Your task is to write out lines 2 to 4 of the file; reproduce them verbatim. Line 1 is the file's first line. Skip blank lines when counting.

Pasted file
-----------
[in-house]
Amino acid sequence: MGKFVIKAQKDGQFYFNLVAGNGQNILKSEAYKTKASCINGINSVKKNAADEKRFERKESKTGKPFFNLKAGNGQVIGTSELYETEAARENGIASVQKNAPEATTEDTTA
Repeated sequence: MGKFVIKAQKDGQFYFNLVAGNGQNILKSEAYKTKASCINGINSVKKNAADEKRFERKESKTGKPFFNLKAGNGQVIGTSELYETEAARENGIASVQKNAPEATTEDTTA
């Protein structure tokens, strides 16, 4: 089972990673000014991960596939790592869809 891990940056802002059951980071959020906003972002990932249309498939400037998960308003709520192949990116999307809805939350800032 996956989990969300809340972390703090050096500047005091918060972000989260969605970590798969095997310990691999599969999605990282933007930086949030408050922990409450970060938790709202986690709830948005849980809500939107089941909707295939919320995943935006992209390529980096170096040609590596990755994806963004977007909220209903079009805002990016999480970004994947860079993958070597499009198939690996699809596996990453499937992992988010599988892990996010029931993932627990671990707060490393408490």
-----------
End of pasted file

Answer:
Amino acid sequence: MGKFVIKAQKDGQFYFNLVAGNGQNILKSEAYKTKASCINGINSVKKNAADEKRFERKESKTGKPFFNLKAGNGQVIGTSELYETEAARENGIASVQKNAPEATTEDTTA
Repeated sequence: MGKFVIKAQKDGQFYFNLVAGNGQNILKSEAYKTKASCINGINSVKKNAADEKRFERKESKTGKPFFNLKAGNGQVIGTSELYETEAARENGIASVQKNAPEATTEDTTA
């Protein structure tokens, strides 16, 4: 089972990673000014991960596939790592869809 891990940056802002059951980071959020906003972002990932249309498939400037998960308003709520192949990116999307809805939350800032 996956989990969300809340972390703090050096500047005091918060972000989260969605970590798969095997310990691999599969999605990282933007930086949030408050922990409450970060938790709202986690709830948005849980809500939107089941909707295939919320995943935006992209390529980096170096040609590596990755994806963004977007909220209903079009805002990016999480970004994947860079993958070597499009198939690996699809596996990453499937992992988010599988892990996010029931993932627990671990707060490393408490």